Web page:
The Cat and the Horror

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By HEATHER WAGENHALS and Jim Woods. Discovered by Player FM and our community — copyright is owned by the publisher, not Player FM, and audio is streamed directly from their servers. Hit the Subscribe button to track updates in Player FM, or paste the feed URL into other podcast apps.
Welcome to today's Audio Essay from Way Of The Renaissance Man Starring Jim Woods Today marks the 20th anniversary of the attacks on the World Trade Center September 11, 2001. In this special audio presentation, Jim offers his poem and thoughts on this day. And now, here's Jim Woods.

The Cat and the Horror By Jim Woods There was a cat sleeping on my porch She didn’t know what I had witnessed

The lacerated skyline of metropolis A bleeding out of her twin sons Flying lancets piercing steel hulls Black smoke seasoning the azure sky As the falling man descends to the concrete

Incendiary ideas born in Bronze To please a prophet on a white horse Hatred of the good for being the good Crumbles a once-proud icon Falling ash blankets District streets

A macabre concoction of concrete, bone, blood Fury rises in the giant’s heart Rage and revenge burn white Country targeted, let there be fight Two decades later, let there be flight

There is a cat sleeping on my porch While the world remembers

Jim Woods

September 11, 2021

**********

On Saturday, we mark the 20th anniversary of the attacks on September 11, 2001.

And yet the passing of two decades hasn’t been enough to fade our scars. And for me, those scars will never be allowed to fade.

Etched on my personal black box recorder are the memories I had circa 1999, when I checked in at the World Trade Center lobby to report to work for my first day at Morgan Stanley. The firm’s training program for new advisers/traders took place in those Twin Towers, and in the weeks that followed, I spent many an afternoon high atop the Manhattan skyline, learning the business inside the iconic monument erected to celebrate capitalism, Western achievement and the wealth of nations.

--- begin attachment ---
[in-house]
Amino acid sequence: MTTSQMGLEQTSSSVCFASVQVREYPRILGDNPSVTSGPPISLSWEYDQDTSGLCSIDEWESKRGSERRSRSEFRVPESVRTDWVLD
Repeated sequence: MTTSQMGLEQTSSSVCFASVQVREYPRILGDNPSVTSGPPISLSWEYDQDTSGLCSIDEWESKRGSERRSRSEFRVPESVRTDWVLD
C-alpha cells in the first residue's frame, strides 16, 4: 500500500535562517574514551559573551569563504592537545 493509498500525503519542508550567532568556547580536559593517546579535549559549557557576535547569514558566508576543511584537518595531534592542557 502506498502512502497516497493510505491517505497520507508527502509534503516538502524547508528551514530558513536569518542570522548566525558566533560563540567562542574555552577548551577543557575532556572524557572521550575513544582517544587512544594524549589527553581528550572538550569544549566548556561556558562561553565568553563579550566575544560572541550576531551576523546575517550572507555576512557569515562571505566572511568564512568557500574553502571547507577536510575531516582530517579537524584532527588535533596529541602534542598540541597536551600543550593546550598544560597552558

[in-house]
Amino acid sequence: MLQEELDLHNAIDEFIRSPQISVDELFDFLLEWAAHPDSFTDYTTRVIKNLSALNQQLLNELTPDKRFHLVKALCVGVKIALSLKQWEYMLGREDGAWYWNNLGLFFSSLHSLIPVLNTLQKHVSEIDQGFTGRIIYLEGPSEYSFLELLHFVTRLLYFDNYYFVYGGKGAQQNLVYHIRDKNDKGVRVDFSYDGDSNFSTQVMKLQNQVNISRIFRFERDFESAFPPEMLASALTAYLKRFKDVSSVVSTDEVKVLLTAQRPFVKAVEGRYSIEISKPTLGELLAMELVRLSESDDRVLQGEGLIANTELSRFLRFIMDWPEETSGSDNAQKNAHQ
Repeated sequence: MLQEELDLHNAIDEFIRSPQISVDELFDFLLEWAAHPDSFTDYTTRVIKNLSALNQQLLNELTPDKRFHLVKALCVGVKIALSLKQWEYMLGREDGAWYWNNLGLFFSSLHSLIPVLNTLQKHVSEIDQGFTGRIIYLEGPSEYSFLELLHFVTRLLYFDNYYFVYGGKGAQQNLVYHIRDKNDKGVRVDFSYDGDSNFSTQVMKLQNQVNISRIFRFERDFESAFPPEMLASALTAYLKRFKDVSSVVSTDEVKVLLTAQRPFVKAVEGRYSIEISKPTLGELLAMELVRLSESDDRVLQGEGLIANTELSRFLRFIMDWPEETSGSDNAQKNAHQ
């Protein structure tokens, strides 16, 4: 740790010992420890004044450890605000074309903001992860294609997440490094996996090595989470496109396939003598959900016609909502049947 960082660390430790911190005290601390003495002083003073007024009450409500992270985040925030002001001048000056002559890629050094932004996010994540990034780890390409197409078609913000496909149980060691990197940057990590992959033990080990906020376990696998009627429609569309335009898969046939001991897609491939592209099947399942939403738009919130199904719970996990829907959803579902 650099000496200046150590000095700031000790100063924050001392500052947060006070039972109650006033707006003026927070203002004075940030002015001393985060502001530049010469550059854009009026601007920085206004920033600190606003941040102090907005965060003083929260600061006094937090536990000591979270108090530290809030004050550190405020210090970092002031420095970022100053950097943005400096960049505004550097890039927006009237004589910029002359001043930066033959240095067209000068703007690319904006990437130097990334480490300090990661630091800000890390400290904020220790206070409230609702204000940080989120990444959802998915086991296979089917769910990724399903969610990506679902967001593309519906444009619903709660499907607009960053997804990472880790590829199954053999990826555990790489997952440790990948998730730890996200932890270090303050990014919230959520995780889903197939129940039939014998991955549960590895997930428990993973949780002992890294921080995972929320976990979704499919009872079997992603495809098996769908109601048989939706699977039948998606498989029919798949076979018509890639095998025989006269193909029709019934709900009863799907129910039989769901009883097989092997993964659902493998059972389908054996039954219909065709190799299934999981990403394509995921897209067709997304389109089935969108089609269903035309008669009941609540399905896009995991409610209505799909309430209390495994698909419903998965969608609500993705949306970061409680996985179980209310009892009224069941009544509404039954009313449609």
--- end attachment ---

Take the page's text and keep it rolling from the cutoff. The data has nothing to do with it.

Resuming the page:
Their boldness, their glaring simplicity, their twin-brother like stance and their defiance of the rest of the New York City skyline was all part of the reason the World Trade Center was targeted for destruction by forces whose primary directive is death to the infidel.

On that day, when the blue skies were pierced by the stiletto insertion of commercial jets into the towers, I watched the events unravel from some 2,500 miles west. A condo nestled at the foot of the Hollywood Hills hardly seemed congruent to the billowing smoke oozing out of the structural siblings.

The only connection in my mind was… my mind.

A mind having been there just a couple of years earlier, wondering what it would be like to actually be there in that moment.

Wondering if I would have been incinerated along with the roughly 2,600 other souls that were extinguished that day.

Wondering if I would have acted heroically, the way so many did.

Wondering if I would have succumbed to the cowardice that so often accompanies paralytic fear.

I would like to think I could have been a hero. I need to think I would have been a hero.

Fortunately, I didn’t have to find out.

Instead, from afar, from the safety of Hollywood, I watched. All day, all night, I watched. Compelled by the horror; compelled by the enormity. Thinking to myself, “Will this be the world from here on?”

Would the world be plunged into war? At that moment, I wanted war. I wanted vengeance. I wanted to pound those responsible, and the philosophy that animated these acts, into a pulp.

I still want to.

I want to stoke the burn of that day. I want to remember the collapse of icons.

I want to keep calling out the life-hating, celebratory death cult of ideas that is radical Islam, and I want to rejoice in its defeat.

The scars of history must never be allowed to heal, and no salve of time should be permitted to mask the day America would be altered forever.

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